In the two hours Hunt and Lipo talked it would have been impossible to touch on all the interesting problems of one theory vs. another and in any case they were talking to curious citizens not to fully invested fellow professionals. Even so, I thought more could have been done to stand their new alongside the others old. Although the statue walking was strong visual evidence of the possibility of truth in at least one of their views, important matters were scarcely touched upon. Visual evidence in the form of drawings by early Europeans showing a happy, thriving people, does not prove that they were so; it proves that the artist drew what he drew. Though Hunt-Lippo claim that the Rapanui had figured out a way to keep the population in balance with their food sources nothing was suggested as to how that was done: evidence of birth-control plugs or infanticide, for example. Sexual distraction through building more and bigger statues (which I think I heard them suggest) seems improbable given what is known about human sexuality, competition, proof of prowess and festival behavior.
For those interested in further pursuit of the subject, Diamond writes here why Hunt and Lipo assessments regarding the arrival time, disappearance of the forests, transport of the statues could not be right. The Easter Islanders are an object lesson in careless stewardship of their home he says, not because they were stupid but because they were human.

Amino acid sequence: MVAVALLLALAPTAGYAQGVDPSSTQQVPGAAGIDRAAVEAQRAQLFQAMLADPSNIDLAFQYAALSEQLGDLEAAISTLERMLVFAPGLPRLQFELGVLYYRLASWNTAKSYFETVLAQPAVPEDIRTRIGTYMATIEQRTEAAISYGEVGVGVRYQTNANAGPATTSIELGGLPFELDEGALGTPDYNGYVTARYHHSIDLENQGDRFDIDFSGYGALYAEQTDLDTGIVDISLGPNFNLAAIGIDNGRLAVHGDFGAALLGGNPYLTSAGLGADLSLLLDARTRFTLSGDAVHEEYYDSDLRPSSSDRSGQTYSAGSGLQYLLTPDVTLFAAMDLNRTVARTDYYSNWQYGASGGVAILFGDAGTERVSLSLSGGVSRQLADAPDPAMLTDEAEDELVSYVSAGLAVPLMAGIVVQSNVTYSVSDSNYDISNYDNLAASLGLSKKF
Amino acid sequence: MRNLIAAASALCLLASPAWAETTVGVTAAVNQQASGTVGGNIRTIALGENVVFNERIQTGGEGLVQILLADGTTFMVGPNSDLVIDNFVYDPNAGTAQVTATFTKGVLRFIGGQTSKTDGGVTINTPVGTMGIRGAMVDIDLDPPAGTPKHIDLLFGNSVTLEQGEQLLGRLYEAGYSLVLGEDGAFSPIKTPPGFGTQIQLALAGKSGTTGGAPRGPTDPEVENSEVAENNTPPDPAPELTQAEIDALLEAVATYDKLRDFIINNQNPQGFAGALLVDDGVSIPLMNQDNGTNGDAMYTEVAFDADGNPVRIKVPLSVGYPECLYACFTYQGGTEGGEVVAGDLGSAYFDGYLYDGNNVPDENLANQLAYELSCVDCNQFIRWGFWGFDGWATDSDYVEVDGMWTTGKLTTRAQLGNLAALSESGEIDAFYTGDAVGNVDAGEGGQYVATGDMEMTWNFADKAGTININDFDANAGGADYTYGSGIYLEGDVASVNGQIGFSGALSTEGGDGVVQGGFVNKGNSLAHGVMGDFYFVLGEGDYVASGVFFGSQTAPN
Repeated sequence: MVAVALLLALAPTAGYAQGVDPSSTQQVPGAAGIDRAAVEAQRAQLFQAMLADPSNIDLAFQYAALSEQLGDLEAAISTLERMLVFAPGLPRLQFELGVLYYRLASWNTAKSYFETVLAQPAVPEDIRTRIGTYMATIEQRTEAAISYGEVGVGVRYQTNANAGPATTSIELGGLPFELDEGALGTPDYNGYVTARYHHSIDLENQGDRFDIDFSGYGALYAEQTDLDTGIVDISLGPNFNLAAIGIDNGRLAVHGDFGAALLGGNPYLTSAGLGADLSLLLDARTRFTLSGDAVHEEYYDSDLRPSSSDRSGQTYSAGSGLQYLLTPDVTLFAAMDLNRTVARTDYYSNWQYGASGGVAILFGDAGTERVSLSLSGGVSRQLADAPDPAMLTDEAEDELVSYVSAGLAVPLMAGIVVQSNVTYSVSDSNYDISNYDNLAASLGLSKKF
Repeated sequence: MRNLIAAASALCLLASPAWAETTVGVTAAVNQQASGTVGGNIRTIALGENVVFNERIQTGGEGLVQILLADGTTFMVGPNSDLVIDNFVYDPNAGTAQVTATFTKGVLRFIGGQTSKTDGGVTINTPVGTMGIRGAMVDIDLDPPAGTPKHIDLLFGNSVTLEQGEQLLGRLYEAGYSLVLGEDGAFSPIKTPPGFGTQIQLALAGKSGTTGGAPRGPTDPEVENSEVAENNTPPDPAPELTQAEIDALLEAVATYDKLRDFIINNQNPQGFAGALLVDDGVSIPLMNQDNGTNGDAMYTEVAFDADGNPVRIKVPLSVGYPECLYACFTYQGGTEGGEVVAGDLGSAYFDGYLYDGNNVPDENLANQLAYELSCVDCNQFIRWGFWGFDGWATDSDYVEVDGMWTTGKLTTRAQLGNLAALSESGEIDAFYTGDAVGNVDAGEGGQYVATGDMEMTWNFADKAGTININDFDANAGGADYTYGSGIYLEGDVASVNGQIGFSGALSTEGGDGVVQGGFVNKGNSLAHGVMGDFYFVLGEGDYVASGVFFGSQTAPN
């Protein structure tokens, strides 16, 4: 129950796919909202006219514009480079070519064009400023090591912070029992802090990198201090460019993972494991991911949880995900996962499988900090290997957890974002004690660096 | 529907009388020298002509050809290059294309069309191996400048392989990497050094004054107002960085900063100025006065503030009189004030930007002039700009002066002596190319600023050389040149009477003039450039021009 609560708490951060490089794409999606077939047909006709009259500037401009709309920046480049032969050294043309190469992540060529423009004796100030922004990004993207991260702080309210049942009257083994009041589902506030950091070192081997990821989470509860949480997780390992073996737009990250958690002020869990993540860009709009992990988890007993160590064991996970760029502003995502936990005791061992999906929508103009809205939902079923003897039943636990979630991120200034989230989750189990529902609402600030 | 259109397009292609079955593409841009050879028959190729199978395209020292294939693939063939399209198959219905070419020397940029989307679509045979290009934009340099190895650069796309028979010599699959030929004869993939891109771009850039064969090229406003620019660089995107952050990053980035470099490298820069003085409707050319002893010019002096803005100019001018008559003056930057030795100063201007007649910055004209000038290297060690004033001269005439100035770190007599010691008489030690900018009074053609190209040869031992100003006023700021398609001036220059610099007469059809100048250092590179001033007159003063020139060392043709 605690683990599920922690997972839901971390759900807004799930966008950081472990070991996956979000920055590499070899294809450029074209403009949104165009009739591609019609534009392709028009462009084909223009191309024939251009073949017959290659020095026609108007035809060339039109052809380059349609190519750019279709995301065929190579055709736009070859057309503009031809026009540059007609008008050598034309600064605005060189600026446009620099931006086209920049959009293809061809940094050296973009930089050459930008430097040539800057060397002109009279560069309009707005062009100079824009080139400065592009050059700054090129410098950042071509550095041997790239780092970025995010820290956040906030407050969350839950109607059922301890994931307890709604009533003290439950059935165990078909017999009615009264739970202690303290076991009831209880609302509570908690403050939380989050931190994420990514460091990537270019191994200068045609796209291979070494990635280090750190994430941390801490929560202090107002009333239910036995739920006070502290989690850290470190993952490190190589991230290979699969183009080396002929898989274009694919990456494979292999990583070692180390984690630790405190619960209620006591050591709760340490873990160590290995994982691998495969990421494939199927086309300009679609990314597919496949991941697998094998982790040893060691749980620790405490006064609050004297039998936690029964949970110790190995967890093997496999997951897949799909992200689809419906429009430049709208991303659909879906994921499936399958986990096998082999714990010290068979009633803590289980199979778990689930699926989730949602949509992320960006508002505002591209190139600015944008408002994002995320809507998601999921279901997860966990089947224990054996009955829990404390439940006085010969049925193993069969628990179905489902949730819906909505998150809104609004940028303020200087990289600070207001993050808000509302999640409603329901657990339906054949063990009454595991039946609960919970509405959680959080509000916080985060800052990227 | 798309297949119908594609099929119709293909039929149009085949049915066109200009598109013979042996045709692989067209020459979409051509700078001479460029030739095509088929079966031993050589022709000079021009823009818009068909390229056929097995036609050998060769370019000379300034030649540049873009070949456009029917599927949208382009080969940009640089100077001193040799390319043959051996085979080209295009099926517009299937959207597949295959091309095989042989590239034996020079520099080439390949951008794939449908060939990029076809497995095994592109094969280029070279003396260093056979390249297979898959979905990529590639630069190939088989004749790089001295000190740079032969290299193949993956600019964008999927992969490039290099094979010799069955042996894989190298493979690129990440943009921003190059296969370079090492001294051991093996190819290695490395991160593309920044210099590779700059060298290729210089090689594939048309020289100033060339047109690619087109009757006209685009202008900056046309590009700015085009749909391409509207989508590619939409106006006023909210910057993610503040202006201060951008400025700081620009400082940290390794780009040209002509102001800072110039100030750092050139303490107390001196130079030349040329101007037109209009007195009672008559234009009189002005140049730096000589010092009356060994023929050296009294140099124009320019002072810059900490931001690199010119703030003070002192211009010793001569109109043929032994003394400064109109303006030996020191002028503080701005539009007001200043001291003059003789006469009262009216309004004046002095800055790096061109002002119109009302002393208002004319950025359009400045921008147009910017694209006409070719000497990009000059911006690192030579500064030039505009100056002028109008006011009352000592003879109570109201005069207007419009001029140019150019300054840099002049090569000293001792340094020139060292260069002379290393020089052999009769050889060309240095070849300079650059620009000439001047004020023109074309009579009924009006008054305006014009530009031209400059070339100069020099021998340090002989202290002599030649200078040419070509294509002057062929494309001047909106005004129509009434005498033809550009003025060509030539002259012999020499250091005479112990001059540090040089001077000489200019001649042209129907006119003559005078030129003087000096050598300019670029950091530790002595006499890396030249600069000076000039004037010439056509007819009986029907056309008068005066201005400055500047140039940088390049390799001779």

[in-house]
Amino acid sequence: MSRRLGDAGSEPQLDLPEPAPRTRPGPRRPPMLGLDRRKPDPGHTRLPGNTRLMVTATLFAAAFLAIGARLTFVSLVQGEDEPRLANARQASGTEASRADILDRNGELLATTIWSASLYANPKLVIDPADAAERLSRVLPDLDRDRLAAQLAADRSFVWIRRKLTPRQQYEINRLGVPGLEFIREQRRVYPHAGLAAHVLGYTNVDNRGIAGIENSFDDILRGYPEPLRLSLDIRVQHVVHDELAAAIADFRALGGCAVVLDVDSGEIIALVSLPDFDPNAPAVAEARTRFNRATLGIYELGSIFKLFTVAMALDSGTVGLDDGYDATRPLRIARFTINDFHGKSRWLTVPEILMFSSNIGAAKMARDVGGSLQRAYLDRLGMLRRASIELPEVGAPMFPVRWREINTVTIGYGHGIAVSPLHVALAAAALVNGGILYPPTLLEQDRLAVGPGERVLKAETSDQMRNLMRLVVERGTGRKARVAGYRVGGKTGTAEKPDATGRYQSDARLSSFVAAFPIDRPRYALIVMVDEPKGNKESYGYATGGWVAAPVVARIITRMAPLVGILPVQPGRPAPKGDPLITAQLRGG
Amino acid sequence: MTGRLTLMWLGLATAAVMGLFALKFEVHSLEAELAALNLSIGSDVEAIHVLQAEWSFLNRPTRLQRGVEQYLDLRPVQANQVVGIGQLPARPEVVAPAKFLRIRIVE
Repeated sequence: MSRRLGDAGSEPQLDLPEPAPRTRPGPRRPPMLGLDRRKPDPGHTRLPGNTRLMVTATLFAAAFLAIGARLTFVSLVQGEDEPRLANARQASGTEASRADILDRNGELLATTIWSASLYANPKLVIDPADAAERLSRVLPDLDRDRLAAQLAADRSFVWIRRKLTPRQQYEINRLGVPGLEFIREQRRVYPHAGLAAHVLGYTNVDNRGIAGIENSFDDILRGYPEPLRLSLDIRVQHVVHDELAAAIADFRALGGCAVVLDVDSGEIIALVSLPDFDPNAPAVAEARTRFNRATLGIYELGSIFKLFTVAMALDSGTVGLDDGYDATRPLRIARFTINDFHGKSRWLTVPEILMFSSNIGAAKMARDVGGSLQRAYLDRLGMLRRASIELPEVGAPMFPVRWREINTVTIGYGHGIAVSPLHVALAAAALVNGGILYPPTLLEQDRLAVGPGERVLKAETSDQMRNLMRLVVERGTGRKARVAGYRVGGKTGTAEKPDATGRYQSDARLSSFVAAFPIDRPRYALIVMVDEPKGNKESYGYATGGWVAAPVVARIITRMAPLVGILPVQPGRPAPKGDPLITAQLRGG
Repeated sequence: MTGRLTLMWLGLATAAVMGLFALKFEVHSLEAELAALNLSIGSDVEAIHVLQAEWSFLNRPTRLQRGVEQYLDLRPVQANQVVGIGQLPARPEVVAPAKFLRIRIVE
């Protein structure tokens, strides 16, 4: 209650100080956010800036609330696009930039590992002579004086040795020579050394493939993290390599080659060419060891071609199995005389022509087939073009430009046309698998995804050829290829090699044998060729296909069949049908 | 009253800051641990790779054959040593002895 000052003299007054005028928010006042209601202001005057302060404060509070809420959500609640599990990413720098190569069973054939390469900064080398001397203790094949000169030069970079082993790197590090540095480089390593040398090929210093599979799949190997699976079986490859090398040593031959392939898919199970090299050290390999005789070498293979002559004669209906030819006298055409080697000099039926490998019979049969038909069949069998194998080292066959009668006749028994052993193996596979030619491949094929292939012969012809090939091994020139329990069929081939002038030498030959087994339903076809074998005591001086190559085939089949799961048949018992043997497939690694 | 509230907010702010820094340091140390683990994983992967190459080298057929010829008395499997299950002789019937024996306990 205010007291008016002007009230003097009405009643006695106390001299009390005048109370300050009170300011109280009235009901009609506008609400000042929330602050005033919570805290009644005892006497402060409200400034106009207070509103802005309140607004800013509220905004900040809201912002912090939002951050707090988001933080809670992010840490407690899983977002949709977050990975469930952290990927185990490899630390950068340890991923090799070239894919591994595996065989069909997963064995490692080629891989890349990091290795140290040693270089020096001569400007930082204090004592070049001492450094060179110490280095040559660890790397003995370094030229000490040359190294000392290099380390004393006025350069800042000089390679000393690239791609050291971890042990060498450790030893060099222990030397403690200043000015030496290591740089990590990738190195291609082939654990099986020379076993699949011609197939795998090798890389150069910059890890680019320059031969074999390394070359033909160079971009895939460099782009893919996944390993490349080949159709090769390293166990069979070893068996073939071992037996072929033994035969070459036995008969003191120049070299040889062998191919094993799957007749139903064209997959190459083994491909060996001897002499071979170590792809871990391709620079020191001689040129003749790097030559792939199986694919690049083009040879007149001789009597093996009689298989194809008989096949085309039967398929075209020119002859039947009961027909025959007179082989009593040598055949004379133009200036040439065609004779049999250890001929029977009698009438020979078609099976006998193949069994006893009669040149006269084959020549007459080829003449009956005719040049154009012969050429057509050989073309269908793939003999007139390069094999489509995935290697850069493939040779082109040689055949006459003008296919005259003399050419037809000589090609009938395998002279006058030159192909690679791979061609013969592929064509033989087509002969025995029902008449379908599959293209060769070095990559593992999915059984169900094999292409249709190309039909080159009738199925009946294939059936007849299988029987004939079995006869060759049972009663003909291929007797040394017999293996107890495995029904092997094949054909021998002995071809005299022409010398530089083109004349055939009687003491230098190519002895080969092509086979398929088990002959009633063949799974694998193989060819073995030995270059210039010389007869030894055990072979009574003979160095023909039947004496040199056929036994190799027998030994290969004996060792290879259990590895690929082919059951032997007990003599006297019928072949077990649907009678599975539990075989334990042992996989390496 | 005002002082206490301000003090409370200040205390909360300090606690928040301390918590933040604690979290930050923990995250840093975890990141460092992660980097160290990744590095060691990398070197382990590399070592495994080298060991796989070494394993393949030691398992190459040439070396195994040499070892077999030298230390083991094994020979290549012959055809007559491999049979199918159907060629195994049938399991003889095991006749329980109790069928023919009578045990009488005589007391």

Hunt and Lipo reply, marring their evidential riposte and request of Diamond for competing or otherwise counter-explanatory evidence, by accusing him of having a ‘vested interest’ in his own theories — as if they themselves, or all investigators, did not. They ask fair questions, however.
Paul Bahn and John Flenely are ‘profoundly disappointed in Fagan’s review. And they’re aren’t very nice about it.
Hunt and Lipo offer a scholarly refutation of Diamond in “Pacific Science.”
Michael Tobis in Planet 3.0 takes up the cudgel from his own experience, mapping Easter Island onto Montreal and explaining how far the moving of those statues would be in an environment most moderns can understand. [Of course his demonstrating the difficulty does not disprove vertical walking anymore than Hunt and Lipo’s demonstration proves it was done this way. Both speak to possibilities rather than proof.] Tobis also makes the unsettling discovery that one of Hunt and Lipo’s cited supporters is a well known climate change denier –“Surely not our old friend Benny Peiser.” This link is particularly interesting if you work down through the comments, most of them grounded and informative while contending with each other in reasonable ways.